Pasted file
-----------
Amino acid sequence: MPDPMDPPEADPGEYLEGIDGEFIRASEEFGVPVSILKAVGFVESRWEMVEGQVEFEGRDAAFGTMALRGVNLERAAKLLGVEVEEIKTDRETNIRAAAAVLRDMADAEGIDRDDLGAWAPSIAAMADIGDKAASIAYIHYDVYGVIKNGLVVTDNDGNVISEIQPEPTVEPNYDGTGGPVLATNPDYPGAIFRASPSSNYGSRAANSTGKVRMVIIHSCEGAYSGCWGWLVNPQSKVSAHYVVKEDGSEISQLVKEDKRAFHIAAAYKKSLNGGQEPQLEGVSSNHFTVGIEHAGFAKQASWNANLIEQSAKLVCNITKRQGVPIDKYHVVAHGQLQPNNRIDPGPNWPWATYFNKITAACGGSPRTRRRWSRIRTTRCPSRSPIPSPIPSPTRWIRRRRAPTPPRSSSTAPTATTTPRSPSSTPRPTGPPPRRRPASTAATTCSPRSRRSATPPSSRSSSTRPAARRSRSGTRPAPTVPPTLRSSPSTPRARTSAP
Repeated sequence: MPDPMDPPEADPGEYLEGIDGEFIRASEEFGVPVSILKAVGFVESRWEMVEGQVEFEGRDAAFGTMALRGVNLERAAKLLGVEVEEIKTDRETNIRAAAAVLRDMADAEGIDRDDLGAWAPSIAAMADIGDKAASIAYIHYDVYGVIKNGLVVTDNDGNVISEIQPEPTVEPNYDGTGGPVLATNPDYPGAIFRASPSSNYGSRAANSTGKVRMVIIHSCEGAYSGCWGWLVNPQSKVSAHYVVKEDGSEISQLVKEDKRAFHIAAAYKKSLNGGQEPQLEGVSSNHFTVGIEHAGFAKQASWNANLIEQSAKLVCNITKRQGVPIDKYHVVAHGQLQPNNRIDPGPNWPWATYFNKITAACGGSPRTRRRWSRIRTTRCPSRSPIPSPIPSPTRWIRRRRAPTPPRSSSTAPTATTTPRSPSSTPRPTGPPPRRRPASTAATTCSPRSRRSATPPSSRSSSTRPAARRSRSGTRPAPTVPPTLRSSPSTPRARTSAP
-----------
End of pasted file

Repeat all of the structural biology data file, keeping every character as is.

Amino acid sequence: MPDPMDPPEADPGEYLEGIDGEFIRASEEFGVPVSILKAVGFVESRWEMVEGQVEFEGRDAAFGTMALRGVNLERAAKLLGVEVEEIKTDRETNIRAAAAVLRDMADAEGIDRDDLGAWAPSIAAMADIGDKAASIAYIHYDVYGVIKNGLVVTDNDGNVISEIQPEPTVEPNYDGTGGPVLATNPDYPGAIFRASPSSNYGSRAANSTGKVRMVIIHSCEGAYSGCWGWLVNPQSKVSAHYVVKEDGSEISQLVKEDKRAFHIAAAYKKSLNGGQEPQLEGVSSNHFTVGIEHAGFAKQASWNANLIEQSAKLVCNITKRQGVPIDKYHVVAHGQLQPNNRIDPGPNWPWATYFNKITAACGGSPRTRRRWSRIRTTRCPSRSPIPSPIPSPTRWIRRRRAPTPPRSSSTAPTATTTPRSPSSTPRPTGPPPRRRPASTAATTCSPRSRRSATPPSSRSSSTRPAARRSRSGTRPAPTVPPTLRSSPSTPRARTSAP
Repeated sequence: MPDPMDPPEADPGEYLEGIDGEFIRASEEFGVPVSILKAVGFVESRWEMVEGQVEFEGRDAAFGTMALRGVNLERAAKLLGVEVEEIKTDRETNIRAAAAVLRDMADAEGIDRDDLGAWAPSIAAMADIGDKAASIAYIHYDVYGVIKNGLVVTDNDGNVISEIQPEPTVEPNYDGTGGPVLATNPDYPGAIFRASPSSNYGSRAANSTGKVRMVIIHSCEGAYSGCWGWLVNPQSKVSAHYVVKEDGSEISQLVKEDKRAFHIAAAYKKSLNGGQEPQLEGVSSNHFTVGIEHAGFAKQASWNANLIEQSAKLVCNITKRQGVPIDKYHVVAHGQLQPNNRIDPGPNWPWATYFNKITAACGGSPRTRRRWSRIRTTRCPSRSPIPSPIPSPTRWIRRRRAPTPPRSSSTAPTATTTPRSPSSTPRPTGPPPRRRPASTAATTCSPRSRRSATPPSSRSSSTRPAARRSRSGTRPAPTVPPTLRSSPSTPRARTSAP